Roger Chapman

REVIEW: Roger Chapman “Life In the Pond”


Review by John Apice

Roger Chapman – Life In the Pond

It can be strange; can be an eye-opener to hear a vintage rock voice from the past emerge decades later & still have something to say. Well, that can be dismissed as professionalism, skill & ingenuity. Many of these artists have songs wrongly allocated, old-fashioned music trying to capture a decade long gone. Many have tried & failed, but Roger Chapman?

Like Eric Burdon whose solo work has been commendable, England’s Roger “Chappo” Chapman (former vocals with Family, & Streetwalkers) met with some success but was never as well known as say, Rod Stewart. Nonetheless, Chapman has a presence. His voice is not quite Long John Baldry but he’s in that stratosphere. I like the way he presents himself – he has a smoky vocal, a Ray Charles cum Georgie Fame.

“Playtime Is Over,” is cool. At least the 79-year-old Chapman isn’t singing about sweet little 16-year-old girls like poor Chuck Berry in his octogenarian years. “Nightmare #5” & “Collar Turned Up,” qualify as a mature rocker’s territory. Roger puts both over ballsy. Nice horns added. At it since 1966, Chapman doesn’t sound his age, but as an elder statesman of the genre.

Had he a more luck his vocals should’ve been as memorable as Gary Brooker’s (Procol Harum), Rod Stewart, Van Morrison, or Eric Burdon. But many don’t remember since they were on the fringe of rock music & preferred to buy sports memorabilia than listen to tunes.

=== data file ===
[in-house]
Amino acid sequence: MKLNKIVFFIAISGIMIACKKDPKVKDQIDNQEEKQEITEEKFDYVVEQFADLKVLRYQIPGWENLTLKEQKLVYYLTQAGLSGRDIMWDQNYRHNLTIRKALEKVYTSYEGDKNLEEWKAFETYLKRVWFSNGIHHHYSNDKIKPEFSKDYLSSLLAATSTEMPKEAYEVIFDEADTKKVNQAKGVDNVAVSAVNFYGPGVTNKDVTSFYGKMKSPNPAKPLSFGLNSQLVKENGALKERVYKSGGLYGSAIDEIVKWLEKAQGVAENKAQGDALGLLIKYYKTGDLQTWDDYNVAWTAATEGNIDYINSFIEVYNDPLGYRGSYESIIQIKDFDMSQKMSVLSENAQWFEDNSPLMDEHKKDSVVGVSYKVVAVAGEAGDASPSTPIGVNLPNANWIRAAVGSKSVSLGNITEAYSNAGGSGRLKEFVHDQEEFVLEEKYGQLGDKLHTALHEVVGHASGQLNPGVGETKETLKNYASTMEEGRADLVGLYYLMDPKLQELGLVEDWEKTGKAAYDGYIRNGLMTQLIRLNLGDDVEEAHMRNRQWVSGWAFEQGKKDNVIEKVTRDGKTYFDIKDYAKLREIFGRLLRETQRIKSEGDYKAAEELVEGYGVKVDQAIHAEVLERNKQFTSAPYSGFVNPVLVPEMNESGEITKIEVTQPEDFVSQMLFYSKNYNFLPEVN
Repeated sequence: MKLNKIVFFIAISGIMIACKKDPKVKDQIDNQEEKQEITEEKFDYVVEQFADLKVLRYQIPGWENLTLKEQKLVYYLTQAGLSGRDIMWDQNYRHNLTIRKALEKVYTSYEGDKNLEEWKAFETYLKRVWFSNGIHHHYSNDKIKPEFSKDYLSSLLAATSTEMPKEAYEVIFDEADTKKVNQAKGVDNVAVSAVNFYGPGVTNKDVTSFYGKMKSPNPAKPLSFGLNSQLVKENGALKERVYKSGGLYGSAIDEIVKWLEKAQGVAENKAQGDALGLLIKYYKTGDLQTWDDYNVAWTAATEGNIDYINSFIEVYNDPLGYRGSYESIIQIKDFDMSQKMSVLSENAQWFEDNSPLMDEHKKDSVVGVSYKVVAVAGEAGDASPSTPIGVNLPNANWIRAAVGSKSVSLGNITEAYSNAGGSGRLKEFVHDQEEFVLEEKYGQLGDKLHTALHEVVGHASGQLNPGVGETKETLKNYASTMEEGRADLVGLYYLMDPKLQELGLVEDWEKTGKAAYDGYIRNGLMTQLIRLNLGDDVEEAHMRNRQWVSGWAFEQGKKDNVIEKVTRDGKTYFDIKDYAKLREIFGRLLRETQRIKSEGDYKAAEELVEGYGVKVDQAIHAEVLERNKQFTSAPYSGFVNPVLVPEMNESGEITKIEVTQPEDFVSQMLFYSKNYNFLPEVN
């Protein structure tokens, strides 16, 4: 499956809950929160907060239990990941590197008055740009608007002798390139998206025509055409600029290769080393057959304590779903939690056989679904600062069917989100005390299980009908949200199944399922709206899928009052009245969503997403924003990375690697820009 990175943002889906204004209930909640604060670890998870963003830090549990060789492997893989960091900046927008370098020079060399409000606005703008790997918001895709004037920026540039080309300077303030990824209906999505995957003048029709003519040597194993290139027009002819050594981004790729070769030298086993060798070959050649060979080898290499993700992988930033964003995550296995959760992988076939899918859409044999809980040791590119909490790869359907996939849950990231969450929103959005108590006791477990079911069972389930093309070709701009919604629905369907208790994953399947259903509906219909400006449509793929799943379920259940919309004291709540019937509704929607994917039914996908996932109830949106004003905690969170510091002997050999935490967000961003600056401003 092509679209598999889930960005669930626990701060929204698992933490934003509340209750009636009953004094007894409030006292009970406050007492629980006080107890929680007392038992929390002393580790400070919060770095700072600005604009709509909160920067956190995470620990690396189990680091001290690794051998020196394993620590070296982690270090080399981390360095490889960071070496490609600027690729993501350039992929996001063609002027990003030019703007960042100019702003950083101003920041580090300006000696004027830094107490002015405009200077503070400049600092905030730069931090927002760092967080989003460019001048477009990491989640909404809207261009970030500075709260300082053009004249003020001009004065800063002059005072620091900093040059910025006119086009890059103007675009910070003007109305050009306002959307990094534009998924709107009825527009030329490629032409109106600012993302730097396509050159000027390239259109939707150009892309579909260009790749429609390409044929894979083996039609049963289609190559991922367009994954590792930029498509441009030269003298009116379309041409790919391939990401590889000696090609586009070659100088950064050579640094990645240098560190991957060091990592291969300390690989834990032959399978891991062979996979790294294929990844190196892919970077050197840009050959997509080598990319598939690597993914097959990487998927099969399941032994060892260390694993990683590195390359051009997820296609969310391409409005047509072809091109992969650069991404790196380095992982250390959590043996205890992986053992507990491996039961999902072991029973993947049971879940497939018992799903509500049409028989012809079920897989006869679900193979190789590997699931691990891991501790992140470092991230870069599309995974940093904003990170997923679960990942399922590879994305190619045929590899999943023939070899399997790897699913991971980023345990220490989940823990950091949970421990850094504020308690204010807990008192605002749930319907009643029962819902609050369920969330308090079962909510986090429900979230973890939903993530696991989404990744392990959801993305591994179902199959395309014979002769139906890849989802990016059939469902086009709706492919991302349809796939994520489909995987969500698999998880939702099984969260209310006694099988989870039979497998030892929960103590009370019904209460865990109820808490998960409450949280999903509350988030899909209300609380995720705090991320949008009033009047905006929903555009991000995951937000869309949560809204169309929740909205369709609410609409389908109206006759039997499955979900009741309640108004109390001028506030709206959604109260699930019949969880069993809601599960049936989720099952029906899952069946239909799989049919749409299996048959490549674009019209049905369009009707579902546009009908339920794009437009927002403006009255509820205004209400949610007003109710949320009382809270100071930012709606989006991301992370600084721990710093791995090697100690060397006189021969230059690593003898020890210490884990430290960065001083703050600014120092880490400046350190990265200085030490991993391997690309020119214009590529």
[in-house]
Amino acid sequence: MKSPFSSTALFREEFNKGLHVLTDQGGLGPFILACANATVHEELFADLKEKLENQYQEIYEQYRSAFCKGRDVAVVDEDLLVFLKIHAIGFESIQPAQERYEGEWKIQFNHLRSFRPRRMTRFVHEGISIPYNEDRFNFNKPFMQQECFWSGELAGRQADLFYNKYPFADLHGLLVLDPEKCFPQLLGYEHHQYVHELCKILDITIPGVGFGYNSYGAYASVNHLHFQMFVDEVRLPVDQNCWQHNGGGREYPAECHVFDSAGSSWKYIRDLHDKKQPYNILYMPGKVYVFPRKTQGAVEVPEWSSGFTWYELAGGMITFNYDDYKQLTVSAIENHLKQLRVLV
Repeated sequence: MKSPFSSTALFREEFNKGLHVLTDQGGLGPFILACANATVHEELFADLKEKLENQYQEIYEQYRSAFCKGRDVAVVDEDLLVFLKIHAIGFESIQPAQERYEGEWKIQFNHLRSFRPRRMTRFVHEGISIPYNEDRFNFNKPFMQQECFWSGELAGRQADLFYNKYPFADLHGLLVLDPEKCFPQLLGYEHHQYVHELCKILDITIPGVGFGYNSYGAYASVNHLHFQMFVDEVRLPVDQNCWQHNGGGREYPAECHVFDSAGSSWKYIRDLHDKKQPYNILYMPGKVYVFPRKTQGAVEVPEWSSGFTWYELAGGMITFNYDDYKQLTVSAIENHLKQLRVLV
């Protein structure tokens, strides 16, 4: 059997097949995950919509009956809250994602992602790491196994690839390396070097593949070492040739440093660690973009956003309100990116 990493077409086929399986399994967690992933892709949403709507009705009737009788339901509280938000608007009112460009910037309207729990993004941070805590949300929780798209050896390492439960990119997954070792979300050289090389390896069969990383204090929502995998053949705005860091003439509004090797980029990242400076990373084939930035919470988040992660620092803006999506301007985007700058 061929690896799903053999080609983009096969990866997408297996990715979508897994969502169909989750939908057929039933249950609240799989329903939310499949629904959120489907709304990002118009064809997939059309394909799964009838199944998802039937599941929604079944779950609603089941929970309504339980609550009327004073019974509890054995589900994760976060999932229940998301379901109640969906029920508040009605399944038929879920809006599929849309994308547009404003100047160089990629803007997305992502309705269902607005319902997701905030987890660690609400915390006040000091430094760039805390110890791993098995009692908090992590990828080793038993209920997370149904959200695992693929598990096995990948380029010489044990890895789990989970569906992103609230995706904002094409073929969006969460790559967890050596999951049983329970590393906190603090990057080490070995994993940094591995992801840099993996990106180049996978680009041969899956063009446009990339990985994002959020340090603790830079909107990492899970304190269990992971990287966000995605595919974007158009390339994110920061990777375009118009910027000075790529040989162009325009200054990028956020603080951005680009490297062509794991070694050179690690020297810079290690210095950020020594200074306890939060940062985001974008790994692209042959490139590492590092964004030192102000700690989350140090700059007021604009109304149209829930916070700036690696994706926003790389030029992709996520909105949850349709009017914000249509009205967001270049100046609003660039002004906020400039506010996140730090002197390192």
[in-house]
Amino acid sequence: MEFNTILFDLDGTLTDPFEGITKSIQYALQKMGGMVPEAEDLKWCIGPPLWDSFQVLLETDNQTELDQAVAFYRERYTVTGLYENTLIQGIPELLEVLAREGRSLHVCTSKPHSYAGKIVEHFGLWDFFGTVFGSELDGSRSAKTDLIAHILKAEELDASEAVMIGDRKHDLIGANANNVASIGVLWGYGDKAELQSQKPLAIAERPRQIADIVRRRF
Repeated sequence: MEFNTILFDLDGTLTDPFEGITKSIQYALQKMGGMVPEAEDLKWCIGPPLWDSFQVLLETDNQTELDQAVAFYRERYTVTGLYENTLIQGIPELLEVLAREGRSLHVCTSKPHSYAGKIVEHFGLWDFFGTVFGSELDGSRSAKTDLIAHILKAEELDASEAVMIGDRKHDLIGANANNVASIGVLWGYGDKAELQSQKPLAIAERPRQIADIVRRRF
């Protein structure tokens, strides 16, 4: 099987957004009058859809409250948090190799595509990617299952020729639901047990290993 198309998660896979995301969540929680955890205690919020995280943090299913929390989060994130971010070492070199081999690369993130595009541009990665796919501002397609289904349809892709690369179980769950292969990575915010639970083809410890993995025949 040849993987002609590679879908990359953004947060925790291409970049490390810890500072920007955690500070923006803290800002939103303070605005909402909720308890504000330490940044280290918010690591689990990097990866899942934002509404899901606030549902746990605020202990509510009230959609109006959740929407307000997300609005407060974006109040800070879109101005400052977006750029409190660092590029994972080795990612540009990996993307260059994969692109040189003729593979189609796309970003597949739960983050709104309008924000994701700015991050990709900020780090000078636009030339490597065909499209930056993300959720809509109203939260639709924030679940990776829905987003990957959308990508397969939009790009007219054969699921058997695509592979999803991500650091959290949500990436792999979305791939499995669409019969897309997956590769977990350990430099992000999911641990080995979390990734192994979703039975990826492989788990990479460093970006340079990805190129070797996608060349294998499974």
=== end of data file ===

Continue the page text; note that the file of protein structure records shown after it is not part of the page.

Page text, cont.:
At this point, I’d have Chapman do more songs with lyrical stories like Chuck E Weiss, Tom Waits, Leonard Cohen. The real-life rawness would suit him. The band is excellent. His first studio LP in 12-years, Life In the Pond (Ruf Records-Drops June 25) has 11-cuts designed to be nostalgic & innovative at the same time. “Rabbit Got the Gun,” is funky in an early 70s style but it’s Chapman’s whiskey-soaked vocals that are the magic potion. He has power & authority in his showcase & is definitely not going through the motions to recapture past glory. Spurts of blues harmonica sweeten the dynamic.

Roger must select his songs with extra care, as he’s done here. “After the Rain,” is strong. Roger’s a former rocker with expertise, his style has rusted slightly but remains something the musical sun can reflect & sparkle off. I find the songs engaging & the possibility that Roger may have many good years ahead of him seems reasonable. The voice projects unmarked by age. 79-year-old men don’t sing this cool.

Procol Harum guitarist Geoff Whitehorn is noticeable as a guest guitarist. A cover of the old Al Wilson hit “The Snake,” (written by Oscar Brown) has renewed venom. “On Lavender Heights,” Roger does a typical English type ballad with a lovely nostalgic melody – reminiscent of the late Gordon Haskell or Clifford T Ward.

Produced by ex-Family multi-instrumentalist/co-writer John “Poli” Palmer. Available @ Amazon &




























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